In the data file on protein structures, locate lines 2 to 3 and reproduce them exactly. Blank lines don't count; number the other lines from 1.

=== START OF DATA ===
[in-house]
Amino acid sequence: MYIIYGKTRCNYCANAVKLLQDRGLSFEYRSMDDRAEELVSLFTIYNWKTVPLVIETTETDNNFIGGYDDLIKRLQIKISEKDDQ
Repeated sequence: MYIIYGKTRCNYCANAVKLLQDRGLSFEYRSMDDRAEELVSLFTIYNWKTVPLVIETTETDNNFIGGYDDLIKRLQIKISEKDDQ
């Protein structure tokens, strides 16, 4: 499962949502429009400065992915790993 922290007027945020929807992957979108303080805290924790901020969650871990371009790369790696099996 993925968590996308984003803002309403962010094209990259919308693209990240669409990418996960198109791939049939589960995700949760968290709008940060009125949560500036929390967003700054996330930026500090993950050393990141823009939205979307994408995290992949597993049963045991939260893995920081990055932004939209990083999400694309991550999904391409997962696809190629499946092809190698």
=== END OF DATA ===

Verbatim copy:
Amino acid sequence: MYIIYGKTRCNYCANAVKLLQDRGLSFEYRSMDDRAEELVSLFTIYNWKTVPLVIETTETDNNFIGGYDDLIKRLQIKISEKDDQ
Repeated sequence: MYIIYGKTRCNYCANAVKLLQDRGLSFEYRSMDDRAEELVSLFTIYNWKTVPLVIETTETDNNFIGGYDDLIKRLQIKISEKDDQ